Godzilla vs M.U.T.O.

Gojira, saviour of the world is back, and the main thing that comes to mind when watching this is that it may not be possible for a human to direct a Godzilla film with all the elements of a quality movie included.

The logistics of the monster effects alone are huge and consequently anything remotely human in story will pale in comparison.
Can it be done?

What works is the fighting. Gojira vs any supermonster. Too. Much. Fun.

How is this not gonna make you laugh? There’s just not enough of the big guy in this latest outing.

This is more like it:

Aaron Taylor-Johnson and Elizabeth Olsen try their best with the love story element that some genius thought you must have in order to make the film accessible to the masses.
It’s a Godzilla film, FFS!
Bryan Cranston and Juliette Binoche are brought in to add gravitas in order to make it into a serious film.
It’s a Godzilla film, FFS!
Ken Watanabe and Sally Hawkins mug and over-act for the camera as if they were actually in a Toho Godzilla film.
But it doesn’t work as only a few of the actors seem to know what kind of film they are in.

David Strathairn, on the other hand, is right on the money with his performance and it really shows you that if you have chops it makes not one iota of difference what kind of film you are in, you will always bring interesting work to the table.
On a smaller note it was nice to see Victor Rasuk (How to Make it in America) getting a squeeze, playing a soldier.

Look, this film has many problems, wtf is happening right now, where are we, do we care, where is Gojira? Ah, there he is. Go Gojira, save us.

There was potential for making a semi-decent movie here but it just doesn’t come together. There is a fantastic sequence in a supposed radio-active area early on that recalls the world of the game ‘The Last of Us’ and there are some story elements that show promise but fizzle out too early. 

For all the money spent on the monster effects the effect may be not much more impressive than the much cheaper option of man-in-suit.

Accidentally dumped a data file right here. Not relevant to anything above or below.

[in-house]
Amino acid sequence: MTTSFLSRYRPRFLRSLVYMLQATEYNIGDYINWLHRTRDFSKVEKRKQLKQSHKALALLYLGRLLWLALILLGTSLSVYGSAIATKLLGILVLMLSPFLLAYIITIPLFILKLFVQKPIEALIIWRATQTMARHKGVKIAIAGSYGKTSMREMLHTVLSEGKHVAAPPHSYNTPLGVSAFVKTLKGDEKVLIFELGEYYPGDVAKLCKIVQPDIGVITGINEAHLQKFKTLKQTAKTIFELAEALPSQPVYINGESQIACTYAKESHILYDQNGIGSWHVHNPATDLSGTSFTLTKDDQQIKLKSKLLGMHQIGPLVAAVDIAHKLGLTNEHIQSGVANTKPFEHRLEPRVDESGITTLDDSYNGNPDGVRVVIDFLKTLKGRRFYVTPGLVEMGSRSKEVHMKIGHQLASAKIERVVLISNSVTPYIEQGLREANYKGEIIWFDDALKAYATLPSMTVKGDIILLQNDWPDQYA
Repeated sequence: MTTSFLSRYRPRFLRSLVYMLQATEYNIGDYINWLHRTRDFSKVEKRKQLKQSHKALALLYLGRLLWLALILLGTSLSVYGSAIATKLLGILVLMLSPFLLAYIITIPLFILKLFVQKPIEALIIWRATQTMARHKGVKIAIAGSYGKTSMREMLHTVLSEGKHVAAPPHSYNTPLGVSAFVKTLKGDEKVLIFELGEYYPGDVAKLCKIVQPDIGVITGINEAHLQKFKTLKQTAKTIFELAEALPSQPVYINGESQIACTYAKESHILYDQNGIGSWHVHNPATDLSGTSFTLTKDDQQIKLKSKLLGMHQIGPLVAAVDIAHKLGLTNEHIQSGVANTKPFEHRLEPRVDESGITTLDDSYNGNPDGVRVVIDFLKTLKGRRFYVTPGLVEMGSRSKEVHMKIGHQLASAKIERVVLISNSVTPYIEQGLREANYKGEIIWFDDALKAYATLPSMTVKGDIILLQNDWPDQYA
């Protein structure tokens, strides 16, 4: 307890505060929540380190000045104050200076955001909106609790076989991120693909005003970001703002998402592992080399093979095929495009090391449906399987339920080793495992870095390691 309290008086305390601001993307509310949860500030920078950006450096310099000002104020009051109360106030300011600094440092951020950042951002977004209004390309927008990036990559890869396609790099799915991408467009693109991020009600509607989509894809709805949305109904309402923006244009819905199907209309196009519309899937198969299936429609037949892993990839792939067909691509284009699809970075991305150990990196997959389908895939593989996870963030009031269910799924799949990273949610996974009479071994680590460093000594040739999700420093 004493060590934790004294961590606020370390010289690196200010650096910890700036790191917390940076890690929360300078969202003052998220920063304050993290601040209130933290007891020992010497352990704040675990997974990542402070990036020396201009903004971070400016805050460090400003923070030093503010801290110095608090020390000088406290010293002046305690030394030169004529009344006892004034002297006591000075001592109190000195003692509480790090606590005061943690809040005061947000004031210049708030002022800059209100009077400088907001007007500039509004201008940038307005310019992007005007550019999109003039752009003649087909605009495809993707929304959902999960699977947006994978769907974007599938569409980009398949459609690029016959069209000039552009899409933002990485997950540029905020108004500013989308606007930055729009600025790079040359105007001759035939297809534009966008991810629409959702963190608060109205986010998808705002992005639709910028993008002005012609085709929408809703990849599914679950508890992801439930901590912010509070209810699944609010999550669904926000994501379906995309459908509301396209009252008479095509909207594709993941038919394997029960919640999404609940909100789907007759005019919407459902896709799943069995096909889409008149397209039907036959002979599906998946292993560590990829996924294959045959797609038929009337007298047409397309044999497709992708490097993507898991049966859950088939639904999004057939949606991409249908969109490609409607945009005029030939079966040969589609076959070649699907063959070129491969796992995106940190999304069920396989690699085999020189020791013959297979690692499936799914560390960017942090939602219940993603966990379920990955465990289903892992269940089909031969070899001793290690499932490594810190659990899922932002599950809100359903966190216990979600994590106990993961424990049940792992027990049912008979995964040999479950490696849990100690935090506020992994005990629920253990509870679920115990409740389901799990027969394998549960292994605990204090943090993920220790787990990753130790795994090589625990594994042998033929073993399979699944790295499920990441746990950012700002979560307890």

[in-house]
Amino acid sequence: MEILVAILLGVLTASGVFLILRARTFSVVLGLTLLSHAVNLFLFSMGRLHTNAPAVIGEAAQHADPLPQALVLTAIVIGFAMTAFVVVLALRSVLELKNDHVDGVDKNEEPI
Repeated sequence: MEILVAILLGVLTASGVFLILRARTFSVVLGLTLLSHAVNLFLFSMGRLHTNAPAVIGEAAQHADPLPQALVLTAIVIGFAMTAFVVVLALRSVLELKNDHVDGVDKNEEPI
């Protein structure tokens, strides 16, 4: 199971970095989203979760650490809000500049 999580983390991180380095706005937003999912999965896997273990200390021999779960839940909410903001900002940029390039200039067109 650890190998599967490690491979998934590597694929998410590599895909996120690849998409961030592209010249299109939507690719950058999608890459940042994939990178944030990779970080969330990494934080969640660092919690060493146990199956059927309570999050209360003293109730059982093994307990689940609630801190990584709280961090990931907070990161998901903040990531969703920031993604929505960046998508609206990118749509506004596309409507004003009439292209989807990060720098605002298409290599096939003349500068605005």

Gareth Davies who directed the brilliant Monsters must have been overwhelmed by the massive budget but manages to retain the Toho style of the previous Godzilla films from Japan; they are not best known for their incredible story telling or acting, merely the WWF antics of Gojira (and humanities’) foes.

Much has been made about the Halo jump, featuring heavily in the trailer and on many posters, it was so filled with potential but, without spoiling anything, when it comes in the film it does not come close to delivering the excitement it promises.
Ultimately, this film will make a LOT of money and there will be a sequel and I’ll probably go see but it is by no means a great piece of cinema, only the few battle sequences will definitely satisfy the B-movie fans of old.

Maybe we’ll see Godzuki in the sequel.
One can but hope.


A generous 3/5.





Cate Blanchett is very good. She clearly is an actress of depth and intelligence.

However, if the character she is playing is an absolute nut case, do I want to spend 90 minutes or so with her? Not really.

Woody Allen has been hit/miss since 1994 with Bullets over Broadway.
There have been some exceptional films in the meantime but also a bunch of duds.
This has been lauded by critics and commercialists alike. I don’t get it.
It lacks charm, which the Woodster usually serves up in droves.

Everybody is great in it, always a pleasure to see Bobby Cannavale as well as Peter Sarsgaard, and Sally Hawkins is lovely as Jasmine’s sister. Being an actor who gets to be in a Woody Allen film is probably one of the highlights of your career, so most would jump at the chance.

I didn’t emotionally connect with any of the characters, but maybe this was the point.

Maybe the Woodster is making a comment on the vapidity and vacuity that is so prevalent in today’s society. “This is where you’re heading, materialistic and obsessed with wild superficial imaginings” and if so there is a redemptive quality about the film.
But if that is the case then this is one of his bleaker films.

Cate Blanchett’s Jasmine is just plain unhappily; looking for salvation in all the wrong places. Misguided and mentally programmed to love the ‘stuff’ and ‘status’ of life and feeling that she is a failure without it.

Critics are hailing it a great film and I just don’t get it.
I like Woody Allen but I will wait for the next decent one to come out.